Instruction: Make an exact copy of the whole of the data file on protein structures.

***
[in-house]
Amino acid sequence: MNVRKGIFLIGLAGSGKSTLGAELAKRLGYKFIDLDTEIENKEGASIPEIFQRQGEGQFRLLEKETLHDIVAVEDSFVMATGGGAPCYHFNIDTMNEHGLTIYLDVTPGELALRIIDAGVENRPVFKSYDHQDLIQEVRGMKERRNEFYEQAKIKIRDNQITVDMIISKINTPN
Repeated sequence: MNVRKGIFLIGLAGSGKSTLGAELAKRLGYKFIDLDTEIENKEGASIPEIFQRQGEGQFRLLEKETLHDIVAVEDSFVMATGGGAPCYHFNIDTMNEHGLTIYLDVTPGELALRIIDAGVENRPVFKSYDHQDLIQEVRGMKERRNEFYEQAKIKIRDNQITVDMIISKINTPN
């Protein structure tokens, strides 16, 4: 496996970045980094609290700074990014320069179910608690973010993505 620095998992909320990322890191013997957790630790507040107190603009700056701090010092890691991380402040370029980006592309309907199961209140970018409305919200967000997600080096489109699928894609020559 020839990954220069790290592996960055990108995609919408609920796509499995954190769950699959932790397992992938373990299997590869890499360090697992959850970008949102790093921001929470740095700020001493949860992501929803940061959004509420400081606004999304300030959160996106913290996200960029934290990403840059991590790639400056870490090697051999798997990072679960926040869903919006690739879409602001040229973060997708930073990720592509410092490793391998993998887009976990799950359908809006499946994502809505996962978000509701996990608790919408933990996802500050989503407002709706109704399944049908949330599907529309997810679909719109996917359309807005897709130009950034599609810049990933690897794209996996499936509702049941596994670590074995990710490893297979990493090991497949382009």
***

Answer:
[in-house]
Amino acid sequence: MNVRKGIFLIGLAGSGKSTLGAELAKRLGYKFIDLDTEIENKEGASIPEIFQRQGEGQFRLLEKETLHDIVAVEDSFVMATGGGAPCYHFNIDTMNEHGLTIYLDVTPGELALRIIDAGVENRPVFKSYDHQDLIQEVRGMKERRNEFYEQAKIKIRDNQITVDMIISKINTPN
Repeated sequence: MNVRKGIFLIGLAGSGKSTLGAELAKRLGYKFIDLDTEIENKEGASIPEIFQRQGEGQFRLLEKETLHDIVAVEDSFVMATGGGAPCYHFNIDTMNEHGLTIYLDVTPGELALRIIDAGVENRPVFKSYDHQDLIQEVRGMKERRNEFYEQAKIKIRDNQITVDMIISKINTPN
């Protein structure tokens, strides 16, 4: 496996970045980094609290700074990014320069179910608690973010993505 620095998992909320990322890191013997957790630790507040107190603009700056701090010092890691991380402040370029980006592309309907199961209140970018409305919200967000997600080096489109699928894609020559 020839990954220069790290592996960055990108995609919408609920796509499995954190769950699959932790397992992938373990299997590869890499360090697992959850970008949102790093921001929470740095700020001493949860992501929803940061959004509420400081606004999304300030959160996106913290996200960029934290990403840059991590790639400056870490090697051999798997990072679960926040869903919006690739879409602001040229973060997708930073990720592509410092490793391998993998887009976990799950359908809006499946994502809505996962978000509701996990608790919408933990996802500050989503407002709706109704399944049908949330599907529309997810679909719109996917359309807005897709130009950034599609810049990933690897794209996996499936509702049941596994670590074995990710490893297979990493090991497949382009």